Do you have what it takes to win skeleton gold at the Winter Olympic Games? New talent ID campaign launched to find next female star
British Skeleton have begun their search for the next Amy Williams or Lizzy Yarnold, with females aged 17-25 encouraged to try out for a new talent identification campaign taking place at the University of Bath this spring and summer.
Project Milano: Girls4Gold is targeted at athletic, ambitious young sportswomen who believe they have the drive and ability to win the Olympic title at the 2026 Winter Games in Italy.
British Skeleton has an outstanding record of Olympic success, with female athletes based at the Team Bath Sports Training Village – home to the UK’s only outdoor push-start track – winning medals at every Games dating back to Alex Coomber’s bronze in 2002. Shelley Rudman won silver in 2006 before Williams (2010) and Yarnold (2014 and 2018) struck gold, with Laura Deas also claiming bronze three years ago in PyeongChang.
Danny Holdcroft, Head of Talent for the British Skeleton team, said: “We’ve enjoyed great success in the last five Olympic campaigns, particularly in the women’s programme, and we are driven to continue all the way to Milan Cortina. To do that, we are looking for young women with potential to achieve great things, even if they don’t realise that yet.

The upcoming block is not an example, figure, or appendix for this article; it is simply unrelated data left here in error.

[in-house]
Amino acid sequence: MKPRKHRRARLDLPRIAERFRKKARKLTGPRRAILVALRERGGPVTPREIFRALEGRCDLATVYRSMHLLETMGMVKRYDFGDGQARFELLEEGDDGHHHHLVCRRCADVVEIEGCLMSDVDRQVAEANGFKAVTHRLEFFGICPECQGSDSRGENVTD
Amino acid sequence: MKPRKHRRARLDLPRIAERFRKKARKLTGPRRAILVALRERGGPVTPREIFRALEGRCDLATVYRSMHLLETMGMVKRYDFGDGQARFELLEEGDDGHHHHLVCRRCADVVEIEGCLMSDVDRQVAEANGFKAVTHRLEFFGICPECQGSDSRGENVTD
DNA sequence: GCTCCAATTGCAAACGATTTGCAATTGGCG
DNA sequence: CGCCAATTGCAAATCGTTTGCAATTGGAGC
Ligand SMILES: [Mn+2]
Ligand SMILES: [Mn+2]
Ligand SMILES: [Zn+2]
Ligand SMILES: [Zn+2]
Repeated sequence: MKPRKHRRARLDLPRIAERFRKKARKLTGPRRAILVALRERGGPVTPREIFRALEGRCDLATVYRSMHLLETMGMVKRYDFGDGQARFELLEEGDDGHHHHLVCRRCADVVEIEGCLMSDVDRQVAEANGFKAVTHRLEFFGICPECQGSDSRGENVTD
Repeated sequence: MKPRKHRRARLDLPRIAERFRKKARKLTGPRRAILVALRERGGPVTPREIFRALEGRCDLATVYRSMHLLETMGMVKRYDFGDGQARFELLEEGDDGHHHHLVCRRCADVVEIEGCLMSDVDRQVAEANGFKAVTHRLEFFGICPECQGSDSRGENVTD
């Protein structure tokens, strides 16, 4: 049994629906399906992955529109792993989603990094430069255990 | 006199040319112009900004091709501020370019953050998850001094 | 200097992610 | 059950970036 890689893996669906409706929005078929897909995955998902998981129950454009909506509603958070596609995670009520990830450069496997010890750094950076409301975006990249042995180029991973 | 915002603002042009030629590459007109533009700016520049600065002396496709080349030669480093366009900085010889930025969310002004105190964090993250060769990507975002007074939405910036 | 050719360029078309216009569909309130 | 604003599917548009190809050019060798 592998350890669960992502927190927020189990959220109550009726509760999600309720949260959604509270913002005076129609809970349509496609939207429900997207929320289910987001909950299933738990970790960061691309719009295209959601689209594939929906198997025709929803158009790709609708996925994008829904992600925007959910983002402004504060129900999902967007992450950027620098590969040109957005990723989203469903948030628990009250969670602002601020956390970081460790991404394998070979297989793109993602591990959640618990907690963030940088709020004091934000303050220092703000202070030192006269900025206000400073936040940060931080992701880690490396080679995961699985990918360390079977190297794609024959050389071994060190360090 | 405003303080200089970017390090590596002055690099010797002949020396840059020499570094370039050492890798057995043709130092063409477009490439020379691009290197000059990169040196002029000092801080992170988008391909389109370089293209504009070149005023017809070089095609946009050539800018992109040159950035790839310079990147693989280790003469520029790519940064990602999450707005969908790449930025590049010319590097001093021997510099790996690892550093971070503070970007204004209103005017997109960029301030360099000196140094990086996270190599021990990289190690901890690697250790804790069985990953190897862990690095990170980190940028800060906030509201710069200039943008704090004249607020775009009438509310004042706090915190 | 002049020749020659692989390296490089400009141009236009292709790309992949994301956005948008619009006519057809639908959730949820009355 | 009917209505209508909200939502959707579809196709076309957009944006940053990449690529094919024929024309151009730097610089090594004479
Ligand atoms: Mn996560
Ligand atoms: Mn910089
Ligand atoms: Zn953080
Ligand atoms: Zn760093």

“We are not seeking ready-made stars so we would encourage anyone who has athletic ability, is fast and powerful and has a desire to push their boundaries and experience new things to come forward and believe in themselves. That’s exactly what Lizzy and Laura did 12 years ago.”
Online applications are now being taken, with successful athletes being invited to the University of Bath for baseline testing later in the spring. The selection process continues through the summer, with the chosen athletes getting their first taste of the sport on ice in early winter. From there on, it’s a fast track to international competition and a four-year journey to glory at the next Olympics.
“There will be a lot of young women out there who have maybe enjoyed a certain sport ever since they can remember but now could be the time for a new challenge,” Holdcroft added. “There will be others – like Lizzy – who always wanted to win Olympic gold and just needed a new sport they’d maybe never thought of to be able to help make that dream come true.”
“Whichever category they fall into, we want to hear from people who are passionate about reaching their potential and are willing to put in the work required to make it to the top.”